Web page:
Legends of Diving Past Events
International Legends of Diving Festival
A Gathering of Four: Jeff Rice (from Left) poses for a
picture with honored guests Nick Icorn, Robert Croft, and Keith
I don't usually
write about these events because they have been represented in
the past well through the use of photos. After all, each photo
represents a thousand words each. The Third Annual Legends of
Diving at the Portage Quarry was different.
In pictures I could not capture the friendships that were
established and the incredible amount of knowledge that was
available through the legends present that lived through the
history of diving. I could not represent the amount of work that
was needed to bring these legends to one location and honor them
through those who attended.
Friday night my wife Linda and I arrived at the meet-and-greet.
The clouds in the sky painted a beautiful red sunset over the
quarry providing the perfect back drop for meeting the legends
and we took advantage of it. We were immediately drawn to Robert
Croft, legendary breath holding diver. While he was pulled in
every direction by others who had every right to his attention
Linda and I had the opportunity to get to know Edna, Robert's
wife. She was very good at sitting in the shadows of her famous
husband and we found that her conversations were just as lively
as any Robert was telling. After all, she lived through these
experiences. It was chance that we ran into her, but we were
certainly glad we did.
Soon after our arrival we were reacquainted with Sherry Lantz.
We shared some wine together to reminisce about our meeting two
years ago at the Legends Festival, then again in our meeting
last year. If we only meet once a year we knew that we had
developed a friendship based on good conversation and plenty of
laughs. Her story with the festival was fascinating. She had
been friends in the early 60s with some of the divers being
honored at Portage Quarry. It wasn't until a Google search three
years ago that she was able to locate her friends and trace them
to the first festival in 2006. In the early days she was also
there with the legends, sharing their experiences and their
accomplishments. Now she returns to visit with old and new
We made our rounds to Nick Icorn, "The Keeper of the Flame." We
would find out throughout the weekend why he has such a
distinguished title in the sport of diving.
We wanted so much to meet Keith Cooper of UNEXSO but he was so
lively telling stories that there always seemed to be a crowd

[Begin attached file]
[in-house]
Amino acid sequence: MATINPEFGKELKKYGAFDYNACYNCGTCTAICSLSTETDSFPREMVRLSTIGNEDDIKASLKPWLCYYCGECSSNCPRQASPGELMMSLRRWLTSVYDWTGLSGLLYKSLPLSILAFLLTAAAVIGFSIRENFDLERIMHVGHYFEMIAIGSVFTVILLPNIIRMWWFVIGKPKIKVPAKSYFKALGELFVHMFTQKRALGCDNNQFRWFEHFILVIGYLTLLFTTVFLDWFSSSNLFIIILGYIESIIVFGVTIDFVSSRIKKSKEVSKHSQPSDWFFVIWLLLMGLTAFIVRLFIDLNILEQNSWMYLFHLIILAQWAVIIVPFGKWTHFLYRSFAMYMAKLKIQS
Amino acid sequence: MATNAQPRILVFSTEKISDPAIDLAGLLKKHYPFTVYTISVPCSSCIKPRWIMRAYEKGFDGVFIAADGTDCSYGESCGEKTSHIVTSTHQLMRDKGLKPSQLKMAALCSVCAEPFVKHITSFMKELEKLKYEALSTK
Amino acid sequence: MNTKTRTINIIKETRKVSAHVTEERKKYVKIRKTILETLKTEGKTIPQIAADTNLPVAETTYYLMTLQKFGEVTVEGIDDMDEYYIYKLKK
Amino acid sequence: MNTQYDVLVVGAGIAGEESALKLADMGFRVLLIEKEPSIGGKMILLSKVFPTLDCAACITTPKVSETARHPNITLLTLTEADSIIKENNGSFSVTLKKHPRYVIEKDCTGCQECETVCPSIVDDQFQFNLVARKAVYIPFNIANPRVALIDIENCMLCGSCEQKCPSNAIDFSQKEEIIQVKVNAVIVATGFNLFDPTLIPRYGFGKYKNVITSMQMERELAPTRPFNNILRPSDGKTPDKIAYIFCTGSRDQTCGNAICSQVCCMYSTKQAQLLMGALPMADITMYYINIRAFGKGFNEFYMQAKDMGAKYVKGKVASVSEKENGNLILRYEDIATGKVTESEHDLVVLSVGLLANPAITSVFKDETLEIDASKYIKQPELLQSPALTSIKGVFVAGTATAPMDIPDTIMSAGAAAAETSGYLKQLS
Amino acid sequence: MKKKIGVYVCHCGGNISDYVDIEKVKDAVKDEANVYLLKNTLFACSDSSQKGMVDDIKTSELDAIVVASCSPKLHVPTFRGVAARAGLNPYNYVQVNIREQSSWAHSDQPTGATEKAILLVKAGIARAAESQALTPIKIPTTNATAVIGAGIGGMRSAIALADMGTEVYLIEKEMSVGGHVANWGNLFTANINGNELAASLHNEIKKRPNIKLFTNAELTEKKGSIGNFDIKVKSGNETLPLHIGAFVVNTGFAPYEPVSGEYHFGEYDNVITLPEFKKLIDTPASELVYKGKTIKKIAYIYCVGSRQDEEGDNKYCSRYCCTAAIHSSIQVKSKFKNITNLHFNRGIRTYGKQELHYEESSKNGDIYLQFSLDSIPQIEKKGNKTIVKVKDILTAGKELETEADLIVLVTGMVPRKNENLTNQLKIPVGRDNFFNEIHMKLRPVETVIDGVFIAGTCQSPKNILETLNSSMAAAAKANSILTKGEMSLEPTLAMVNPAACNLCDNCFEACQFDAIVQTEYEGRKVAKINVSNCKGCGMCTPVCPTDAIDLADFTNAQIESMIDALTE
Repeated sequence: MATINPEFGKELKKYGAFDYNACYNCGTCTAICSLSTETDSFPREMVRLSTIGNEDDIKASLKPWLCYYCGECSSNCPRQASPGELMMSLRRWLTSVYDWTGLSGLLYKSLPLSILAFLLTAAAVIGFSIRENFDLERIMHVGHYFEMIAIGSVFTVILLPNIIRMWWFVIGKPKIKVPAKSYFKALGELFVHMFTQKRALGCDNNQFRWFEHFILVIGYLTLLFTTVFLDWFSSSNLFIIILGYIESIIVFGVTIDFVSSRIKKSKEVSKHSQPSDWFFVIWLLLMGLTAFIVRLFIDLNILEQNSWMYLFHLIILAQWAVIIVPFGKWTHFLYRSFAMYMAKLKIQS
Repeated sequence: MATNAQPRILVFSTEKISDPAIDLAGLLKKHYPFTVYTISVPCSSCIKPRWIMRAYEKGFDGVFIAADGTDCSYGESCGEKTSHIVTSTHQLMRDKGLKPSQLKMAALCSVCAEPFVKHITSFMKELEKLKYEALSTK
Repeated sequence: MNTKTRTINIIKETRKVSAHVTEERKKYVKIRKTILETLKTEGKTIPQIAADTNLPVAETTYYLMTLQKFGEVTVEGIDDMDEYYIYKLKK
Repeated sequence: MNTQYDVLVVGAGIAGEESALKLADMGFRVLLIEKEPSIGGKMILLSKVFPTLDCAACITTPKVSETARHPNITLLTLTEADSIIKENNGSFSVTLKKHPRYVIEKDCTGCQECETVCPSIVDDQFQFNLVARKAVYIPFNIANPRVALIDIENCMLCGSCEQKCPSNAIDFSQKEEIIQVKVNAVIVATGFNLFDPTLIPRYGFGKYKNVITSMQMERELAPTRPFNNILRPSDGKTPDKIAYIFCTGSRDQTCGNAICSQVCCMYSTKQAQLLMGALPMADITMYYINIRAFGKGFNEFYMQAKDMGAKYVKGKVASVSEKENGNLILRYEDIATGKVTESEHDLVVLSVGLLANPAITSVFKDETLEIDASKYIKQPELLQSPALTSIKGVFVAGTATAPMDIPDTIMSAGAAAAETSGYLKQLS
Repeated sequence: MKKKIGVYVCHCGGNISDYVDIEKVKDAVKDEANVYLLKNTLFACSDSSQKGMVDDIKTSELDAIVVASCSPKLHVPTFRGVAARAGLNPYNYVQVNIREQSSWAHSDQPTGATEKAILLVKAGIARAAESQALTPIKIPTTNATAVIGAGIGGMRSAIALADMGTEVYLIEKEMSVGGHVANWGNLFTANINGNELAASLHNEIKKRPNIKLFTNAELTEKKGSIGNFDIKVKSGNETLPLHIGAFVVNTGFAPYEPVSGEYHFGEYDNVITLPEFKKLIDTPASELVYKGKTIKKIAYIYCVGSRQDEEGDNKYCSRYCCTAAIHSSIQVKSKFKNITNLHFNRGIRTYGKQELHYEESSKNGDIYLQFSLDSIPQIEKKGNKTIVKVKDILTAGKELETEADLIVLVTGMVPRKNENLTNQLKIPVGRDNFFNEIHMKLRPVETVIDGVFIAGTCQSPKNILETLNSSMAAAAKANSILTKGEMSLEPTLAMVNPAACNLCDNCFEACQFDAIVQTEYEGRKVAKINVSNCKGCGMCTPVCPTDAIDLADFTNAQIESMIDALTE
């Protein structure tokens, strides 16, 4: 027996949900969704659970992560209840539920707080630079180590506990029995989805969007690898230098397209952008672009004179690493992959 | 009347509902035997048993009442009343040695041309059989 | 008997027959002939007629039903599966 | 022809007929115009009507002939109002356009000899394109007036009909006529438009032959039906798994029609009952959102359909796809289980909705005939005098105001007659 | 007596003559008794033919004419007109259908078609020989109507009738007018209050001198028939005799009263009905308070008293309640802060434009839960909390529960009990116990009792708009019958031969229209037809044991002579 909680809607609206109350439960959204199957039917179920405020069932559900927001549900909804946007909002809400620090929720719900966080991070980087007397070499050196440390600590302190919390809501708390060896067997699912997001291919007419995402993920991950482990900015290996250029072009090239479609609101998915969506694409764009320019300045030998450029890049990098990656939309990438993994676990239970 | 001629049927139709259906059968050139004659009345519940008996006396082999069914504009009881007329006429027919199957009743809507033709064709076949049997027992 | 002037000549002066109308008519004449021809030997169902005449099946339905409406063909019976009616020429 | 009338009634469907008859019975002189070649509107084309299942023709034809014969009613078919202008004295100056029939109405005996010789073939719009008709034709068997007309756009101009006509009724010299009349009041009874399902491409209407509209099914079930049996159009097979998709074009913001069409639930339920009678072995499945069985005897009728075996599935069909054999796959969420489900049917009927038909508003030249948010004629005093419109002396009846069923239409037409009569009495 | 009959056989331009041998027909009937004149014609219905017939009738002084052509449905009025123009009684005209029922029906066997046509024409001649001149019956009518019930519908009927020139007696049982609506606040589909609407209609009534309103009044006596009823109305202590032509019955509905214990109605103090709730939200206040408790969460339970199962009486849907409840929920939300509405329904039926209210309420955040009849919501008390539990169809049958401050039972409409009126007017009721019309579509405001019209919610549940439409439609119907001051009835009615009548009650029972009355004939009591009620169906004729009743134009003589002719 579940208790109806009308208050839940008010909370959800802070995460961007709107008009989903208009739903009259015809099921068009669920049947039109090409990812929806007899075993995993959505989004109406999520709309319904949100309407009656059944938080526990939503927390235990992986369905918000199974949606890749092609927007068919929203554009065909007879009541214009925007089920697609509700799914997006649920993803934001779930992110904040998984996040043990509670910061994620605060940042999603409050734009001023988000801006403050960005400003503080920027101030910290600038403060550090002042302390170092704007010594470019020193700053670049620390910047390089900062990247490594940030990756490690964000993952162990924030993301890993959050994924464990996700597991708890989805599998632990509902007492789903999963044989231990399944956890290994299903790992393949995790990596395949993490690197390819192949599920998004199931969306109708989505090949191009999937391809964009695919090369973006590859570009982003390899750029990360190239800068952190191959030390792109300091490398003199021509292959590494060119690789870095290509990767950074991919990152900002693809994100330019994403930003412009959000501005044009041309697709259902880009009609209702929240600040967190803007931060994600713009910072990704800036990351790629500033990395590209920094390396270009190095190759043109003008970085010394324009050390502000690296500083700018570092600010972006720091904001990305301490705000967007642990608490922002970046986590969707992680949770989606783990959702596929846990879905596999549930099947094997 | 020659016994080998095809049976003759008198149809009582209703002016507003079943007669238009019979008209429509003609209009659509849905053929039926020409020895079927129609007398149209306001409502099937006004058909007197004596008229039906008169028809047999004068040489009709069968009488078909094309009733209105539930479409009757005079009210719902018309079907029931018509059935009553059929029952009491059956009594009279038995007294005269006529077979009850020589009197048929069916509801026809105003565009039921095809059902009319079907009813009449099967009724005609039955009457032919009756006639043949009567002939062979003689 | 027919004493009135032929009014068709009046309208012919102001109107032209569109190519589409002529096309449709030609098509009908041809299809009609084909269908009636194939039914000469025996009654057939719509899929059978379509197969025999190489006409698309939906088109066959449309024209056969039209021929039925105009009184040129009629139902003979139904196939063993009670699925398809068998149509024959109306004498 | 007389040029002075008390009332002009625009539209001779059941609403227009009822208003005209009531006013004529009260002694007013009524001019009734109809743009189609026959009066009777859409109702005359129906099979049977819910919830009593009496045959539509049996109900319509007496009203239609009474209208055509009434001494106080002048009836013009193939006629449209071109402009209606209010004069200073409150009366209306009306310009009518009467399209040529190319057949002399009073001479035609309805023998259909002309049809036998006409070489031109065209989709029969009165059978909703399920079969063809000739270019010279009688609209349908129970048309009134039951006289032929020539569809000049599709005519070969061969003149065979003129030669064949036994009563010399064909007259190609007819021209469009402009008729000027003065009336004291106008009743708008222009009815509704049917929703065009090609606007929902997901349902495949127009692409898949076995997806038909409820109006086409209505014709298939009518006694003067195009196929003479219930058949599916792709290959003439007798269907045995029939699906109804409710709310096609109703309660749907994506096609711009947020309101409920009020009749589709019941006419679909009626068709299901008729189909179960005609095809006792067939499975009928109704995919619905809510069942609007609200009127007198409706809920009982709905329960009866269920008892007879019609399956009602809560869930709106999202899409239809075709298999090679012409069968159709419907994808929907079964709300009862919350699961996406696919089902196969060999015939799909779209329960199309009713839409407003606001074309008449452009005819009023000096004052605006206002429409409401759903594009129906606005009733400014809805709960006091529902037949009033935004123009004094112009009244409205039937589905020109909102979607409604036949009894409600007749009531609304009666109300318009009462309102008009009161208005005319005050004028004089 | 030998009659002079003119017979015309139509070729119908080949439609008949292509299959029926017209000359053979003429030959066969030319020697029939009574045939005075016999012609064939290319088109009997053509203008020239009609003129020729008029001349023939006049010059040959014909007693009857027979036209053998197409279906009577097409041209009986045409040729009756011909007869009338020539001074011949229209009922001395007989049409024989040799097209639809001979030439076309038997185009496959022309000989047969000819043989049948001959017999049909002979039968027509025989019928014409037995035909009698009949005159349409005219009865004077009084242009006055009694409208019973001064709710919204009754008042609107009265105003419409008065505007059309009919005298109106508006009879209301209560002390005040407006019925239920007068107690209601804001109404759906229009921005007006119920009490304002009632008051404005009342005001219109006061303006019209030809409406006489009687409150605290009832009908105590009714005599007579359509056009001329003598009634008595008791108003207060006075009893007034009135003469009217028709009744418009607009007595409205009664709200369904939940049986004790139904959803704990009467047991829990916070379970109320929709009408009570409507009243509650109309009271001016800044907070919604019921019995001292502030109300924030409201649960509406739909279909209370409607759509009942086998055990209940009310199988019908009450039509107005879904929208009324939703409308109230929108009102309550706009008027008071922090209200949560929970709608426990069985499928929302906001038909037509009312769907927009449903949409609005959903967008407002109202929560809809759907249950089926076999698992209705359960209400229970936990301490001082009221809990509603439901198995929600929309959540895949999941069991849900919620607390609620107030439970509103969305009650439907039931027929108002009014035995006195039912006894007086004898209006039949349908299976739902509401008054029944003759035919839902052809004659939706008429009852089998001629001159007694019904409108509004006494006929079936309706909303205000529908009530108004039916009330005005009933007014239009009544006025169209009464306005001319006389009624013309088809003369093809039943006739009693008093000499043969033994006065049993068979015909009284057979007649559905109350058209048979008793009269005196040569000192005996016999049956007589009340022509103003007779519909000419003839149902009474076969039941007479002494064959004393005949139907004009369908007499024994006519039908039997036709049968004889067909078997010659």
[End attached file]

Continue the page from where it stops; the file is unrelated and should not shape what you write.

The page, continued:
Cooper of UNEXSO (right)
around him. When I did get
a chance to offer my hand, he went five steps further. The big burly
Bahamian threw a bear hug around me like we had been good friends from
long ago. We had shared phone calls through our Vonage service and I was
also ready to admit that it was great to finally meet him in person.
Our night ended with a presentation of the film, "The Deep". We relaxed
to a movie where the underwater director was Al Giddings, one of two
films by the legendary underwater filmmaker we would watch that weekend
on the big screen. Jeff Rice and crew should be given the credit for the
experience. The free popcorn, the atmosphere and sound system drew quite an
attentive crowd for the movie.
Saturday the attention was focused on the stars, each huddled under tents near
the shelter house. They were signing autographs, telling stories, and Nick Icorn
was enthusiastically showing off some vintage dive gear including the 1937
Commeinhes unit that predated the more modern equipment engineered by Gagnon and
Cousteau. He and his daughter Tina proudly displayed their collection. Robert
and Edna Croft were there and a crowd formed for each autograph opportunity.
He was excited to bring this event to Grand Bahama Island, and it showed.
Alec Peirce of Scuba 2000 drew a crowd with his presentation on Sea Hunt, the TV
series with Lloyd Bridges as Mike Nelson. He had me pegged with a few others in
the crowd when he said there isn't a gray-haired balding scuba diver that
doesn't owe his passion for the sport to Mike Nelson. I could relate to it all.
The 50th birthday celebration of the show at Portage Quarry was admittedly the
only one in North America according to Peirce, the most knowledgeable expert on
the subject. No doubt he was also including Canada since his company is the
largest dive operation there.
Scuba 2000 was also one of many sponsors that contributed to the prize lineup
that was launched on Saturday. If you were envious of anyone you had to bear
your grin toward Peggy Sterling of Toledo, OH who made a big haul with prizes.
She had won the White's Fusion Dry Suit, a regulator, BC, and dive knife in
separate drawings throughout the weekend. The dive trips were won by Michael
Courvoisier and Lori Roome of Ypsilanti, MI who are off to the Bahamas for their
winning ticket from UNEXSO. Rick and Laura Hamman of Curtice, OH won a trip to
Belize in a separate drawing on Sunday. Karl Gehring of Indianapolis, IN won the
drawing for the Gold Phoenix Royal Aqua-Master donated by Bryan Pennington of
VintageDoubleHose.com. The two of them made quiet arrangements for the security
of this one-of-a-kind regulator. In all over $18,000 in prizes were given away
over the weekend.
Peggy Sterling (right) of Toledo,
OH made a big haul with prizes. She won the
White's Fusion Dry Suit, a
regulator, BC, and dive knife. Award hostess Brooke is on the
We avoided a short downpour late Saturday when we snuck off to
Sam B's in downtown Bowling Green to celebrate Linda's birthday
with family and friends. Sherry provided comic relief and even
broke into a Christian hymn with my sister's boyfriend providing
the other half of a duet under Sherry's full direction. It might
have been a bit unnerving for the other diners at the fine
establishment but we were ready to party.
It was back to the quarry where we seemed to be living for the
weekend. We arrived just in time for the presentation of the
1968 CBS special from Charles Kuralt on the record dive of
Robert Croft. It was the second film presentation that weekend